- Creative and persuasive
- Highly organized, with a strong attention to detail
- Exceptional oral and written communication skills
- Ability to thrive under pressure
- Excellent time-management and organizational skills
- Experience with social media
- Team player
- Ability to multitask
- Deep knowledge of the media landscape
Social Media Manager
Social media as a marketing channel for business is still relatively new when compared to other channels that have been around for decades. In fact, businesses are only now beginning to understand just how effective social media can be when used as a marketing or communication tool.
It's estimated that some 3.6 billion people around the world are engaged in social media, and a significant percentage use social media to research products. An Adobe digital advertising survey found that social media was the most relevant advertising channel for 50% of Gen Zers and 42% of millennials.
A recent survey found that social media is a highly relevant advertising channel for Gen Zers and millennials.
As more businesses make social media a core part of their overall marketing strategy, the demand for experienced social media professionals continues to skyrocket. Just 15 years ago, social media managers were almost nonexistent. But now, the job search engine Indeed shows thousands of jobs in the U.S. with "social media" in their titles.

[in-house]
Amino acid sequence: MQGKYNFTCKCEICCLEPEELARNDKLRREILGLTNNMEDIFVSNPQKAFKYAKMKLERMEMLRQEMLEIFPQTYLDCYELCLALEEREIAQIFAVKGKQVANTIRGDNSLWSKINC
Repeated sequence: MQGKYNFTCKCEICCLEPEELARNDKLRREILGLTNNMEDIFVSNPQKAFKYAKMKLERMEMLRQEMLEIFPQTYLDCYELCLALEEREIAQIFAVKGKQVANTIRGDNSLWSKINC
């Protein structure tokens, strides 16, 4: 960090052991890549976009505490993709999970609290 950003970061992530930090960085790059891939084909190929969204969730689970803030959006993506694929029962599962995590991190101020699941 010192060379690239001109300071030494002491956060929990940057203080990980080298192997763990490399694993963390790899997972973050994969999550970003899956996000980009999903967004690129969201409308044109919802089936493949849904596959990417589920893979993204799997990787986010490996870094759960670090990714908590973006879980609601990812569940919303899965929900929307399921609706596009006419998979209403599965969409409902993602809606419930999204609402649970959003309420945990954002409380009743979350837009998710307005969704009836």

The role of social media manager is challenging but can be a lot of fun as well. As a social media manager, you'll be responsible for managing social media accounts on platforms such as Facebook, LinkedIn, Twitter, Instagram, and Reddit.
Typical duties include posting and promoting brand content, engaging with customers, hosting online contests, partnering with influencers, conducting surveys, tracking user engagement results, and researching brand mentions with social media listening tools. The overarching goal is to increase brand awareness and establish brand loyalty.
Place of Work
Social media managers work for social media agencies, advertising and marketing agencies, public relations firms, and other types of businesses. Many social media professionals also work as consultants.
Social media is an evolving career field. According to PayScale, the median annual salary for a social media manager is $51,000. What you make will vary by location and how much experience you have. At the higher end of the scale, social media managers bring in more than $70,000 annually.
- Creative and innovative mindset
- Deep knowledge of popular social media platforms and how to use them
- Customer-oriented and audience-driven
- Passion for branding
- Superior written and oral communication skills
- Team player
- Keen eye for detail
- Experienced online researcher